First, a quick reminder that I’ll be chatting at noon. I’m guessing that last night gave us plenty to discuss. Until then, a question…
What do you make of one game?
When there are 161 to go, does an 0-1 record mean anything? Does it mean anything at all?
When offseason concerns played out exactly as scripted, does that one game tell a much larger story? Does it make the worst-case scenario feel frighteningly realistic?
“It’s one game, that’s the conclusion I draw,” Joe Girardi said. “You don’t make too much of it. Everyone wants to get off to a great start. Everyone wants to go 3-for-4 and drive in a couple of runs, but it just doesn’t happen that way.”
Certainly didn’t go that way yesterday. What seemed to be a weak lineup on paper showed itself to be a weak lineup on the field. A Kevin Youkilis double was the Yankees only extra-base hit, and a two-out Francisco Cervelli single drove in the only Yankees runs.
Logically it should be meaningless – most of us have followed baseball long enough to know that – but somewhere along the line, the Yankees lost the benefit of the doubt. Their lineup was weakened in the offseason, and that was before Curtis Granderson, Mark Teixeira and Derek Jeter had to open the season on the disabled list. Now there are real and justified questions about whether this offense can so much as tread water through the month of April.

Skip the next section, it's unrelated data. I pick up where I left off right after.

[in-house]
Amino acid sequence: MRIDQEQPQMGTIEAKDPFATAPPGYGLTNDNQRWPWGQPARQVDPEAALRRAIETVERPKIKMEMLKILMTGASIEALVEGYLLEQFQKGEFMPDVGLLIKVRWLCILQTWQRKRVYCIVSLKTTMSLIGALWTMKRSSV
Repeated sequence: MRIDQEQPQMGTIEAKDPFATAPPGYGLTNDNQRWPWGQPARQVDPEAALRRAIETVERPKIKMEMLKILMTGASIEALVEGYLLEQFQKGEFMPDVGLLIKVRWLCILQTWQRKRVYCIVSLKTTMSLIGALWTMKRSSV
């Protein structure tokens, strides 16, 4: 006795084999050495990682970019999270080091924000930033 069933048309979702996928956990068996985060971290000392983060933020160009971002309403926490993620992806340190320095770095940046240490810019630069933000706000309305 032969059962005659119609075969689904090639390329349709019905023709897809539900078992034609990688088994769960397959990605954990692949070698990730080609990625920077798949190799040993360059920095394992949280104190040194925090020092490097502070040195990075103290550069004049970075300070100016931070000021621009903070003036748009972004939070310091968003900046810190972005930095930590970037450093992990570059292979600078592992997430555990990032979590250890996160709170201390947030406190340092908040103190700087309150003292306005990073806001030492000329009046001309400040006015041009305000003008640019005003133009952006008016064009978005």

Those concerns aren’t going to go away until the Yankees make them go away.
Vernon Wells is going to have to prove he can hit. Ben Francisco and Lyle Overbay are going to have to prove they’re viable placeholders. Youkilis is going to have to prove last season was only a bump in the road. Girardi is going to have to prove he can push the right buttons to manufacture runs without waiting for the three-run homer.
It’s not that this team can’t do those things – Youkilis, Wells and Francisco had good springs, Girardi comes from a small-ball, National League background, injured players seem to be making good progress – but the critics and skeptics aren’t going to fade away unless they’re given no choice.
Yesterday simply fed the same old narrative. It didn’t make a bold, new statement.
So what does one game mean? Logically, it means nothing.
But the Yankees needed it to mean something.
Associated Press photo